He also was active in community, civic, medical and professional organizations. He served on the board of the Capitol Hill Hospital Advisory Council, the Sixth District Crime Prevention Project and the East Capitol Gardens Tenants Association. He also served as president of the Kiwanis Club.

He was one of the founders and a vice president of the Capitol Area Health Plan and served for many years on the Board of Trustees of the American Cancer Society of the District of Columbia. He was a member of the D.C. Dental Society, the National Dental Association, the Robert T. Freeman Dental Society and the American Dental Association.

Survivors include his companion of 42 years, E.E. Bernice Mills of Silver Spring.

Jerome Ferris Lieblich

Attorney

Jerome Ferris Lieblich, 88, an attorney and retired Army colonel, died of Alzheimer's disease Oct. 19 at his home in the Westminster-Canterbury retirement center in Winchester, Va., where he had lived for the past 12 years. He was a longtime resident of Fairfax.

Col. Lieblich was born in Clifton, N.J., and graduated Phi Beta Kappa from Colgate University in 1937 and Harvard Law School in 1940. He briefly practiced law in New York state before being drafted into the Army. He served in Europe during World War II, in the Amphibian Corps. After the war, his tours of duty included Germany, the Netherlands and several postings at the Pentagon. He was assigned to the Adjutant General's Corps.

After retiring from the Army in 1963, he worked as a consultant for several area businesses and had a court management consulting firm in Bethesda for a few years. He resumed the practice of law in Fairfax in 1973, retiring again in 1992.

A daughter, Elizabeth Worthington Reed, died in 2001.

Survivors include his wife of 62 years, Patti Rose Goodman of Winchester; two daughters, Virginia Campbell Calvert of Burke and Patti Shields Lieblich of Alexandria; seven grandchildren; and two great-grandchildren.

Lillie Moore 'Lil' Nelson

Volunteer

Lillie Moore "Lil" Nelson, 91, formerly a volunteer with the Armed Forces Hostess Association at the Pentagon, died Oct. 8 at Goodwin House Bailey's Crossroads in Falls Church of complications resulting from a fall. She had lived in the Alexandria area for 25 years before moving to Goodwin House in 1990.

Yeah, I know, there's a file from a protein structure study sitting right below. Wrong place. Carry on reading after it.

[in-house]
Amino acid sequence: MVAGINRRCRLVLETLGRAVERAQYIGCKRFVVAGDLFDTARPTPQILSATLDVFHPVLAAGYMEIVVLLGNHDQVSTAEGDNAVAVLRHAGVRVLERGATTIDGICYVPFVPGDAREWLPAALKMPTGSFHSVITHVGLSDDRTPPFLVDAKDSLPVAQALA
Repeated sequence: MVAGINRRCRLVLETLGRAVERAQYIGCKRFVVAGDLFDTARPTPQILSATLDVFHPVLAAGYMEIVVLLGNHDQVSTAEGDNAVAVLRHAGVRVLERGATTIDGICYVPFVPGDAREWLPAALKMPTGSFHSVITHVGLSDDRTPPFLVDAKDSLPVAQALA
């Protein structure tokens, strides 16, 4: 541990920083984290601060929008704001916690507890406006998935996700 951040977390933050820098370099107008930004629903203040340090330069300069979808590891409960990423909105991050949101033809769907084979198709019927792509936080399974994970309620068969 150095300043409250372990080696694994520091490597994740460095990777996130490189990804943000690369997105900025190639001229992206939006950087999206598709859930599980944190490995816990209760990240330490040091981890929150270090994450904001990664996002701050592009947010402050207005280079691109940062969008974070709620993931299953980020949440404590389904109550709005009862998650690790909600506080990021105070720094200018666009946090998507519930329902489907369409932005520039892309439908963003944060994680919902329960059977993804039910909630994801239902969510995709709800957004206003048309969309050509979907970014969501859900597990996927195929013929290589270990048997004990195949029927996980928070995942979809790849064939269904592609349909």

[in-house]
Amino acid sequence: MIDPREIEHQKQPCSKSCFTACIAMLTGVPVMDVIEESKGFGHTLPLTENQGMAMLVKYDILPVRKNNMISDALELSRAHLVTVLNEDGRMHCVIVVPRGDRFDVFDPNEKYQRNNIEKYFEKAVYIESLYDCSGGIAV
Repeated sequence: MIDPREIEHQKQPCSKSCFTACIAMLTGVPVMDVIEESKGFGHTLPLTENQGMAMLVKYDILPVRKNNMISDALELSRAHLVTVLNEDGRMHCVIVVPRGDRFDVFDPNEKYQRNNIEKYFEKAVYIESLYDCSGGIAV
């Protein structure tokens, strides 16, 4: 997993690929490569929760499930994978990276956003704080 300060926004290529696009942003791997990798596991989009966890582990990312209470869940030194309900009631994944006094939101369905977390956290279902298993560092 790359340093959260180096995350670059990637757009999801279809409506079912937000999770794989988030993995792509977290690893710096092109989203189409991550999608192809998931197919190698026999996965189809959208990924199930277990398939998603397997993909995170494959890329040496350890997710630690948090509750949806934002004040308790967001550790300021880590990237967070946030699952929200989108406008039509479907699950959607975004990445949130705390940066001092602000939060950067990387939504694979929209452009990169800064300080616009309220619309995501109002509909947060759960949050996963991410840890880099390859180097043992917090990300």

Mrs. Nelson was born in Honolulu and graduated from Dominican College in San Rafael, Calif., in 1933. She was married in 1936 and accompanied her husband, a U.S. Navy officer, on tours of duty that included Annapolis; New London, Conn.; Manitowoc, Wis.; Key West, Fla.; London; Cannes, France; Long Beach, Calif.; and Copenhagen. Her husband, Rear Adm. William T. Nelson, retired in 1965, and the couple settled in Alexandria.

Having christened the submarine USS Lamprey in Manitowoc in 1944, Mrs. Nelson was a member of the Society of Sponsors of the United States Navy. She was an Armed Forces Hostess Association volunteer for more than 10 years beginning in the late 1960s and worked at an Alexandria boutique called the Better Mousetrap during the late 1960s and early 1970s. She also was a longtime member of St. Mary's Catholic Church in Alexandria.

Her husband died in 1994.

Survivors include two daughters, Mary Louise Nelson of San Francisco and Ann Elizabeth Davis of Alexandria; and two grandsons.

Andrew I. Hickey Jr.

Fannie Mae Vice President

Andrew I. Hickey Jr., 81, a former vice president with the Federal National Mortgage Association, died Oct. 12 of Parkinson's disease at Greenspring Village retirement community in Springfield.

Mr. Hickey began his government career with the Housing and Home Finance Agency, which later became the Department of Housing and Urban Development. He served in both legal and congressional relations areas and was deputy assistant for legislation to the HUD secretary. In 1969, he became Fannie Mae's director of legislative affairs and later rose to the position of vice president for congressional relations. He retired in 1982.

Mr. Hickey, a Washington native, grew up in Chevy Chase and graduated from St. Charles High School in Catonsville. He received a bachelor's degree from Franklin and Marshall College in Pennsylvania in 1944 and a juris doctor degree from Georgetown University law school in 1948.

During World War II, he served as a first lieutenant in the Marine Corps in the Pacific.

Mr. Hickey was a former resident of Silver Spring. His interests included photography and stamp collecting. He also was an avid genealogist; he and his wife enjoyed many trips to Ireland where he pursued his genealogy research. Mr. Hickey especially enjoyed spending time with his family at his second home in Bethany Beach, Del.

Survivors include his wife of 58 years, Marion W. Hickey of Springfield; two children, Andrew I. Hickey III of Olney and Barbara H. Reger of Williamsburg; and four grandchildren.